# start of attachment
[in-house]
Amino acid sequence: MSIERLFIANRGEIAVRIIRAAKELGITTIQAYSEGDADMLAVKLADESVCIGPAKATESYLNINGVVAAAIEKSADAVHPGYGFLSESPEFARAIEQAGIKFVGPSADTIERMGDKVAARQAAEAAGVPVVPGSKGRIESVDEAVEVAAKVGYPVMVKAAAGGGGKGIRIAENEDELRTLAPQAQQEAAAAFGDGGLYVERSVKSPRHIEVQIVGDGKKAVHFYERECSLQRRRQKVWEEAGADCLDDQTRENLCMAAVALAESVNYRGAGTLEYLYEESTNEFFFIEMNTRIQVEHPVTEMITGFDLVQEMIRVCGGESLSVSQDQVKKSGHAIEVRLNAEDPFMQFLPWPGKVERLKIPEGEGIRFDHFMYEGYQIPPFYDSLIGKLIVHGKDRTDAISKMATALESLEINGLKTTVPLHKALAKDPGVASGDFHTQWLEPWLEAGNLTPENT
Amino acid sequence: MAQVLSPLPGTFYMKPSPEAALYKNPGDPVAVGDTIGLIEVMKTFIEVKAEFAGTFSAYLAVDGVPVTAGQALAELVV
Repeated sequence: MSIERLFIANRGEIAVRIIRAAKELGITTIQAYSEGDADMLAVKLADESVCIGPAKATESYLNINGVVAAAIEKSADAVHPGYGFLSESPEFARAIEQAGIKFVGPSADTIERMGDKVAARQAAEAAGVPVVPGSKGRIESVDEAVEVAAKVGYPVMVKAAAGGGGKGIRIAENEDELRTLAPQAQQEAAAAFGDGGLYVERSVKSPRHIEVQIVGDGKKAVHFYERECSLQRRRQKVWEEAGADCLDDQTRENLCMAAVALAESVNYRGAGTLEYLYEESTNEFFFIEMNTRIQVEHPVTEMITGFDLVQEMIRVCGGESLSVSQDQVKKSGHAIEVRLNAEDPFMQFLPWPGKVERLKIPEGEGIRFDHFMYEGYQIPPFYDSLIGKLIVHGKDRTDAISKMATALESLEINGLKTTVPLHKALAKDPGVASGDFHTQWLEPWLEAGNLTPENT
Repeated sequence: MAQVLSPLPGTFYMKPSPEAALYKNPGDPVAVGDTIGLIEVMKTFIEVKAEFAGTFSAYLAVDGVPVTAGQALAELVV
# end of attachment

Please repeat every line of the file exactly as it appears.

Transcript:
[in-house]
Amino acid sequence: MSIERLFIANRGEIAVRIIRAAKELGITTIQAYSEGDADMLAVKLADESVCIGPAKATESYLNINGVVAAAIEKSADAVHPGYGFLSESPEFARAIEQAGIKFVGPSADTIERMGDKVAARQAAEAAGVPVVPGSKGRIESVDEAVEVAAKVGYPVMVKAAAGGGGKGIRIAENEDELRTLAPQAQQEAAAAFGDGGLYVERSVKSPRHIEVQIVGDGKKAVHFYERECSLQRRRQKVWEEAGADCLDDQTRENLCMAAVALAESVNYRGAGTLEYLYEESTNEFFFIEMNTRIQVEHPVTEMITGFDLVQEMIRVCGGESLSVSQDQVKKSGHAIEVRLNAEDPFMQFLPWPGKVERLKIPEGEGIRFDHFMYEGYQIPPFYDSLIGKLIVHGKDRTDAISKMATALESLEINGLKTTVPLHKALAKDPGVASGDFHTQWLEPWLEAGNLTPENT
Amino acid sequence: MAQVLSPLPGTFYMKPSPEAALYKNPGDPVAVGDTIGLIEVMKTFIEVKAEFAGTFSAYLAVDGVPVTAGQALAELVV
Repeated sequence: MSIERLFIANRGEIAVRIIRAAKELGITTIQAYSEGDADMLAVKLADESVCIGPAKATESYLNINGVVAAAIEKSADAVHPGYGFLSESPEFARAIEQAGIKFVGPSADTIERMGDKVAARQAAEAAGVPVVPGSKGRIESVDEAVEVAAKVGYPVMVKAAAGGGGKGIRIAENEDELRTLAPQAQQEAAAAFGDGGLYVERSVKSPRHIEVQIVGDGKKAVHFYERECSLQRRRQKVWEEAGADCLDDQTRENLCMAAVALAESVNYRGAGTLEYLYEESTNEFFFIEMNTRIQVEHPVTEMITGFDLVQEMIRVCGGESLSVSQDQVKKSGHAIEVRLNAEDPFMQFLPWPGKVERLKIPEGEGIRFDHFMYEGYQIPPFYDSLIGKLIVHGKDRTDAISKMATALESLEINGLKTTVPLHKALAKDPGVASGDFHTQWLEPWLEAGNLTPENT
Repeated sequence: MAQVLSPLPGTFYMKPSPEAALYKNPGDPVAVGDTIGLIEVMKTFIEVKAEFAGTFSAYLAVDGVPVTAGQALAELVV